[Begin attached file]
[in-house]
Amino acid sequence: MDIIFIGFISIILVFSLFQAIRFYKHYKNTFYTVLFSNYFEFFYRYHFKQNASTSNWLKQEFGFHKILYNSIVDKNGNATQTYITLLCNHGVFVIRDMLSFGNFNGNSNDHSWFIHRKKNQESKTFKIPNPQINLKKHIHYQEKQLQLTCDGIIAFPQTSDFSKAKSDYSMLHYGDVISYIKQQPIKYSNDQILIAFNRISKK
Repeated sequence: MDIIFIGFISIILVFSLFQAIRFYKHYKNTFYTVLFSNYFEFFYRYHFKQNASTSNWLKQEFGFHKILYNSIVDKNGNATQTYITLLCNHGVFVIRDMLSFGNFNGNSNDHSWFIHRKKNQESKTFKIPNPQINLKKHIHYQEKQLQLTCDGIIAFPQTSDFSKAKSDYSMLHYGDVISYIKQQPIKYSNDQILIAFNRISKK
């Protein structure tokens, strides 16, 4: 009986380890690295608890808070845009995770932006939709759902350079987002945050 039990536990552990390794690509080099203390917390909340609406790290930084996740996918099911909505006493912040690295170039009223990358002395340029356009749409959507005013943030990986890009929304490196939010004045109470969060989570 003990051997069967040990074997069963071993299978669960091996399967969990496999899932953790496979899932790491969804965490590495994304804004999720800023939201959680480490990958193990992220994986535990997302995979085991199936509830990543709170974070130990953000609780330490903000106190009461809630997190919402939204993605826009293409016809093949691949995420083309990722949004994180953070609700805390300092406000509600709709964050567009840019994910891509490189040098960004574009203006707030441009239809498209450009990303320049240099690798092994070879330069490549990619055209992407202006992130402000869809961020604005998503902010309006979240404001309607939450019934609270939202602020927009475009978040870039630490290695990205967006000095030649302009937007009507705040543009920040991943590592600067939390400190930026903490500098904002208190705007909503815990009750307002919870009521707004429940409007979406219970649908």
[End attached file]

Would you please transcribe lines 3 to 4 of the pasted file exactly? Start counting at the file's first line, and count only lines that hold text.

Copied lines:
Repeated sequence: MDIIFIGFISIILVFSLFQAIRFYKHYKNTFYTVLFSNYFEFFYRYHFKQNASTSNWLKQEFGFHKILYNSIVDKNGNATQTYITLLCNHGVFVIRDMLSFGNFNGNSNDHSWFIHRKKNQESKTFKIPNPQINLKKHIHYQEKQLQLTCDGIIAFPQTSDFSKAKSDYSMLHYGDVISYIKQQPIKYSNDQILIAFNRISKK
């Protein structure tokens, strides 16, 4: 009986380890690295608890808070845009995770932006939709759902350079987002945050 039990536990552990390794690509080099203390917390909340609406790290930084996740996918099911909505006493912040690295170039009223990358002395340029356009749409959507005013943030990986890009929304490196939010004045109470969060989570 003990051997069967040990074997069963071993299978669960091996399967969990496999899932953790496979899932790491969804965490590495994304804004999720800023939201959680480490990958193990992220994986535990997302995979085991199936509830990543709170974070130990953000609780330490903000106190009461809630997190919402939204993605826009293409016809093949691949995420083309990722949004994180953070609700805390300092406000509600709709964050567009840019994910891509490189040098960004574009203006707030441009239809498209450009990303320049240099690798092994070879330069490549990619055209992407202006992130402000869809961020604005998503902010309006979240404001309607939450019934609270939202602020927009475009978040870039630490290695990205967006000095030649302009937007009507705040543009920040991943590592600067939390400190930026903490500098904002208190705007909503815990009750307002919870009521707004429940409007979406219970649908």